The Restoration Court knows Lady Dona St Columb to be ripe for any folly, any outrage that will alter the tedium of her days. But there is another, secret Dona who longs for freedom, honest love - and sweetness, even if it is spiced with danger.To escape the shallowness of court life, Dona retreats to Navron, her husband's remote Cornish estate. There, she seeks peace in its solitary woods and hidden creeks. But she finds instead a daring pirate, hunted by all Cornwall, a Frenchman who, like Dona, would gamble his life for a moment's joy. Together, they embark upon a quest rife with danger and glory, one which bestows upon Dona the ultimate choice: sacrifice her lover to certain death or risk her own life to save him.
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Daphne du Maurier (1907-89) was born in London, the daughter of the famous actor-manager Sir Gerald du Maurier and granddaughter of George du Maurier, the author and artist. In 1931 her first novel, The Loving Spirit, was published. A biography of her father and three other novels followed, but it was the novel Rebecca that launched her into the literary stratosphere and made her one of the most popular authors of her day. In 1932, du Maurier married Major Frederick Browning, with whom she had three children.Many of du Maurier's bestselling novels and short stories were adapted into award-winning films, including Alfred Hitchcock's The Birds and Nicolas Roeg's Don't Look Now. In 1969 du Maurier was awarded a DBE. She lived most of her life in Cornwall, the setting for many of her books.Excerpt. © Reprinted by permission. All rights reserved.:
W hen the east wind blows up Helford river the shining waters become troubled and disturbed and the little waves beat angrily upon the sandy shores. The short seas break above the bar at ebb-tide, and the waders fly inland to the mud-flats, their wings skimming the surface, and calling to one another as they go. Only the gulls remain, wheeling and crying above the foam, diving now and again in search of food, their grey feathers glistening with the salt spray.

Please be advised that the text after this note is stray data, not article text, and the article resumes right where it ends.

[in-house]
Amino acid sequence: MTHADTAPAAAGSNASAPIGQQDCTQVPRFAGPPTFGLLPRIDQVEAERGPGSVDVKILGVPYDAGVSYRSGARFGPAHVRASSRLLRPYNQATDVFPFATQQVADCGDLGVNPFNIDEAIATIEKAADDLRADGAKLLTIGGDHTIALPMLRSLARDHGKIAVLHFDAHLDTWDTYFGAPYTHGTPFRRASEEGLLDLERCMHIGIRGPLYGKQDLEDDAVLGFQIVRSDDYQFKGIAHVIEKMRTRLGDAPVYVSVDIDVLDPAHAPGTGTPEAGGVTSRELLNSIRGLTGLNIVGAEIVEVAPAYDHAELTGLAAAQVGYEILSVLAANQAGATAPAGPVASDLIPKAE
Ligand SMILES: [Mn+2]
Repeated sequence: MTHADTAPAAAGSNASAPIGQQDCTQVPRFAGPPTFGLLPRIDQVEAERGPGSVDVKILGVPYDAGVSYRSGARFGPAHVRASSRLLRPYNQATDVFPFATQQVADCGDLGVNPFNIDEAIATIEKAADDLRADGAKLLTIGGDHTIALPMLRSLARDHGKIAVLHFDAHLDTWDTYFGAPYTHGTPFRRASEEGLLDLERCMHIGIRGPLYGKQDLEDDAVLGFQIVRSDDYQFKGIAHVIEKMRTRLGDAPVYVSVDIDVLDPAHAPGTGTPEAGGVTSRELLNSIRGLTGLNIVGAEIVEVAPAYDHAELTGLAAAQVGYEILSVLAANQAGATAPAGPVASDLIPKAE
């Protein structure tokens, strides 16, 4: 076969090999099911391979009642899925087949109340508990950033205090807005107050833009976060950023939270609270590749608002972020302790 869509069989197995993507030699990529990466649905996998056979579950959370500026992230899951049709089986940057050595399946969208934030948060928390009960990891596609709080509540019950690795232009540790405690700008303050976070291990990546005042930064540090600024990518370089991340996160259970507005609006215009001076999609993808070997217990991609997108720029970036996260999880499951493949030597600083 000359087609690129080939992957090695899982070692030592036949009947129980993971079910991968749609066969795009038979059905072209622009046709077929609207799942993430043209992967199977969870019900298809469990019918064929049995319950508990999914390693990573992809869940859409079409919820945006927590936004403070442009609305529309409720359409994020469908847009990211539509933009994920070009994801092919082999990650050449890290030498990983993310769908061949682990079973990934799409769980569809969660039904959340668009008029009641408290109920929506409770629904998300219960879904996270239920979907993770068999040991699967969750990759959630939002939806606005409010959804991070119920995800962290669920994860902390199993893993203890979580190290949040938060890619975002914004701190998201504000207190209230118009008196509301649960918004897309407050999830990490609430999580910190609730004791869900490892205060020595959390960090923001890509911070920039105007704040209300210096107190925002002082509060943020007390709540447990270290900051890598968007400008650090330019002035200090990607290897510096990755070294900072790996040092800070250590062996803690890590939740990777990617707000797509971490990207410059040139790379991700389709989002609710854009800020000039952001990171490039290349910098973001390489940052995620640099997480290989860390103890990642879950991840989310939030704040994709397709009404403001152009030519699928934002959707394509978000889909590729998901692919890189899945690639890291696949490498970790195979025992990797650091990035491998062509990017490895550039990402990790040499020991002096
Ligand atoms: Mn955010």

The long rollers of the Channel, travelling from beyond Lizard point, follow hard upon the steep seas at the river mouth, and mingling with the surge and wash of deep sea water comes the brown tide, swollen with the last rains and brackish from the mud, bearing upon its face dead twigs and straws, and strange forgotten things, leaves too early fallen, young birds, and the buds of flowers.
The open roadstead is deserted, for an east wind makes uneasy anchorage, and but for the few houses scattered here and there above Helford passage, and the group of bungalows about Port Navas, the river would be the same as it was in a century now forgotten, in a time that has left few memories.
In those days the hills and the valleys were alone in splendour, there were no buildings to desecrate the rough fields and cliffs, no chimney pots to peer out of the tall woods. There were a few cottages in Helford hamlet, but they made no impression upon the river life itself, which belonged to the birds — curlew and redshank, guillemot and puffin. No yachts rode to the tide then, as they do to-day, and that stretch of placid water where the river divides to Constantine and Gweek was calm and undisturbed.
The river was little known, save to a few mariners who had found shelter there when the south-west gales drove them inshore from their course up-channel, and they found the place lonely and austere, a little frightening because of the silence, and when the wind was fair again were glad to weigh anchor and set sail. Helford hamlet was no inducement to a sailor ashore, the few cottage folk dull-witted and uncommunicative, and the fellow who has been away from warmth and women over-long has little desire to wander in the woods or dabble with the waders in the mud at ebb-tide. So the winding river remained unvisited, the woods and the hills untrodden, and all the drowsy beauty of midsummer that gives Helford river a strange enchantment was never seen and never known.